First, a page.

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Wide receiver arrested and loses job

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Posted on August 13, 2012 3:00 AM EST

Former Dolphin receiver Chad Johnson was arrested on domestic violence charges Saturday and then soon thereafter lost his job. According to police reports, Johnson allegedly head-butted his wife during a heated argument. Apparently, Evelyn Lozada, Johnson's new wife, found a receipt for condoms in the trunk of the car. The argument escalated to the point that the defendant purportedly resorted to physical violence. After the encounter, the alleged victim ran to a neighbor's house where she called 911. Police arrived at the scene and discovered that the victim had a laceration on her forehead. The police found Johnson driving around the neighborhood when he was stopped and arrested for misdemeanor battery, a common charge in domestic violence cases. This not the first arrest in recent times for Miami Dolphin players accused of domestic violence.

Johnson was taken to jail and appeared at a bond hearing the following day. The bail was set at $2,500 and the judge issued a non-contact or stay-away order. Johnson, like other defendants arrested for domestic violence could not post bail immediately which is uncommon for most criminal charges. In domestic violence cases, defendants are required to appear before a bond hearing judge prior to their release from custody. There are two reasons for the delay in domestic violence cases. First, the delay allows for a cooling off period. More importantly, the judge has to issue the stay away order thereby causing a defendant to have to wait until the next available bond hearing to see a judge prior to release. The criminal lawyer representing appeared at the jail upon Johnson's release and ferreted him off to an unknown location.

A first time arrest for domestic violence is not normally a catastrophic event for a defendant with a clean arrest record. Of course that depends on the severity of the domestic violence and the charge(s) levied by the state attorney's office. Typical charges for domestic violence include misdemeanor battery, misdemeanor assault, aggravated assault, felony battery or aggravated battery. Depending on the actions of the defendant and the injuries sustained by an alleged victim will often dictate what charges will be filed by the prosecution. The disposition of the case will be determined by the level of the offense charged, the victim's injuries and most importantly the victim's position as to how the case is to be resolved.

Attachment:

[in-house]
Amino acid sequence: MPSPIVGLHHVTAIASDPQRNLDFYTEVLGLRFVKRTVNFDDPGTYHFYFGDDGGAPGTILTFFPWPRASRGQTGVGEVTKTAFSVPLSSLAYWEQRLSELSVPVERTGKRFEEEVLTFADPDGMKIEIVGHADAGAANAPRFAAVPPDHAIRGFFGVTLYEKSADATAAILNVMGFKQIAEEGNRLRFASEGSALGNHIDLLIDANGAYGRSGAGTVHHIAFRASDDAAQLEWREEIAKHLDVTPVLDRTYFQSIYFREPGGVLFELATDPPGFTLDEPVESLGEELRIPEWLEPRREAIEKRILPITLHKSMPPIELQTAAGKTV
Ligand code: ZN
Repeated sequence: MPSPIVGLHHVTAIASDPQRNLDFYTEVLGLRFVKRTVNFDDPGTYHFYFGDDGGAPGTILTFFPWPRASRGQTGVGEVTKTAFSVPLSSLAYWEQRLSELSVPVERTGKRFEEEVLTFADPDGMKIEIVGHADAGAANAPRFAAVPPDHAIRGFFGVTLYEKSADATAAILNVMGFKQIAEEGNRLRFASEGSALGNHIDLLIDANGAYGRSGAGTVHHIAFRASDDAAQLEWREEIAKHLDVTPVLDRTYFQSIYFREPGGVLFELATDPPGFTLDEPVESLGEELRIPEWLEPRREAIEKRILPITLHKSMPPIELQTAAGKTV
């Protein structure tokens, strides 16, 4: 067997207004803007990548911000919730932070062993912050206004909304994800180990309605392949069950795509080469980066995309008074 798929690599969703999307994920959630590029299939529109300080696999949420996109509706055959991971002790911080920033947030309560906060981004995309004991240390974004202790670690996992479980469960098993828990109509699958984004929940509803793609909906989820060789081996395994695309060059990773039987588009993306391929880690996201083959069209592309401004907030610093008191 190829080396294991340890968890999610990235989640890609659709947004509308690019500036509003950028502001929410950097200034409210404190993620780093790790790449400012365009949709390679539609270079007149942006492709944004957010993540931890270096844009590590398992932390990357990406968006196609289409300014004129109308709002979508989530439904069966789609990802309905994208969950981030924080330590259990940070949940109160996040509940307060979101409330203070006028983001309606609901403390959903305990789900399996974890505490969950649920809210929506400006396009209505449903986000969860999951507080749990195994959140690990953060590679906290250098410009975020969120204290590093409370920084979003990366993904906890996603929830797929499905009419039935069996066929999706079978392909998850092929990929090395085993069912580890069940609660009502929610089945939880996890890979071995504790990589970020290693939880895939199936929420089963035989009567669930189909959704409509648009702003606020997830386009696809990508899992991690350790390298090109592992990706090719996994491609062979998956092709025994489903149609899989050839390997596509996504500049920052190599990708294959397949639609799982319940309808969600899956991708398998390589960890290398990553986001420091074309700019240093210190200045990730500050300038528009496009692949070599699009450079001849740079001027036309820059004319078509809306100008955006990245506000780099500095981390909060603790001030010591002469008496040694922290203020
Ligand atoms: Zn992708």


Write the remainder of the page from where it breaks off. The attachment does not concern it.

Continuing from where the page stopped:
First time offenders of the domestic violence laws represented by a qualified criminal attorney can usually receive the benefit of a pre-trial diversion or pre-trial intervention program. If a defendant enters and successfully completes the program, the prosecution will nolle pros or dismiss the charges at a future date. Johnson will most likely not be eligible for the program as he has a previous domestic violence arrest back in his junior college days. He was placed on probation and ordered to take anger management classes. As long as the victim cooperates in the case, Johnson will most likely be looking at probation with more classes. Defendants who are eligible for the program are required to complete a domestic violence program consisting of 26 to 28 classes which generally takes 6 to 12 months to complete. Of course defendants do not have to accept the program of probation and can opt to go to trial. Defendants who prefer this course of action must retain counsel that is experienced in a criminal trial setting.

Ex-Dolphin Chad Johnson Posts Bail on Domestic Charge, Miami Herald.com, August 12, 2012.
Categories: Domestic Violence
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